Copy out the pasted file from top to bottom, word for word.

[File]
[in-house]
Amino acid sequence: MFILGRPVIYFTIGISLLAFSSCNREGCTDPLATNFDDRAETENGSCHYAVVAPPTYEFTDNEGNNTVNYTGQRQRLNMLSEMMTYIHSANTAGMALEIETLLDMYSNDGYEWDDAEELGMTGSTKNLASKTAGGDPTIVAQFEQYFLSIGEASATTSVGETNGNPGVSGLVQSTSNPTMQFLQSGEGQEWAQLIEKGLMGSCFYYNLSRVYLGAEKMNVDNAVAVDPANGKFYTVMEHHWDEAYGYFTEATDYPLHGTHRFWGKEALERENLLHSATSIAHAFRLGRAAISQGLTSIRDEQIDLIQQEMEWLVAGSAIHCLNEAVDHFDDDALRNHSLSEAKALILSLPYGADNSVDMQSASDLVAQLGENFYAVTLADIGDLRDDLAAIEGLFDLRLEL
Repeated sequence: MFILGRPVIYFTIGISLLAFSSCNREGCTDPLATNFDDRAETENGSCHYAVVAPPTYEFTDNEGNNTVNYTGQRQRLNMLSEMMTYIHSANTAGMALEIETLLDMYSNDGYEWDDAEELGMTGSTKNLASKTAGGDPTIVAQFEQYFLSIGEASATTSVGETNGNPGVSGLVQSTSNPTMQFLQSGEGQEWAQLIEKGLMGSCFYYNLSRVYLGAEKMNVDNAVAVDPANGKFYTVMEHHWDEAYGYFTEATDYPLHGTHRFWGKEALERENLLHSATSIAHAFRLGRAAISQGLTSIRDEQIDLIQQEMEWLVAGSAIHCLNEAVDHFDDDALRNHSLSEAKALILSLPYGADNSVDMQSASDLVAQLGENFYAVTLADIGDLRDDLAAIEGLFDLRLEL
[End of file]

[in-house]
Amino acid sequence: MFILGRPVIYFTIGISLLAFSSCNREGCTDPLATNFDDRAETENGSCHYAVVAPPTYEFTDNEGNNTVNYTGQRQRLNMLSEMMTYIHSANTAGMALEIETLLDMYSNDGYEWDDAEELGMTGSTKNLASKTAGGDPTIVAQFEQYFLSIGEASATTSVGETNGNPGVSGLVQSTSNPTMQFLQSGEGQEWAQLIEKGLMGSCFYYNLSRVYLGAEKMNVDNAVAVDPANGKFYTVMEHHWDEAYGYFTEATDYPLHGTHRFWGKEALERENLLHSATSIAHAFRLGRAAISQGLTSIRDEQIDLIQQEMEWLVAGSAIHCLNEAVDHFDDDALRNHSLSEAKALILSLPYGADNSVDMQSASDLVAQLGENFYAVTLADIGDLRDDLAAIEGLFDLRLEL
Repeated sequence: MFILGRPVIYFTIGISLLAFSSCNREGCTDPLATNFDDRAETENGSCHYAVVAPPTYEFTDNEGNNTVNYTGQRQRLNMLSEMMTYIHSANTAGMALEIETLLDMYSNDGYEWDDAEELGMTGSTKNLASKTAGGDPTIVAQFEQYFLSIGEASATTSVGETNGNPGVSGLVQSTSNPTMQFLQSGEGQEWAQLIEKGLMGSCFYYNLSRVYLGAEKMNVDNAVAVDPANGKFYTVMEHHWDEAYGYFTEATDYPLHGTHRFWGKEALERENLLHSATSIAHAFRLGRAAISQGLTSIRDEQIDLIQQEMEWLVAGSAIHCLNEAVDHFDDDALRNHSLSEAKALILSLPYGADNSVDMQSASDLVAQLGENFYAVTLADIGDLRDDLAAIEGLFDLRLEL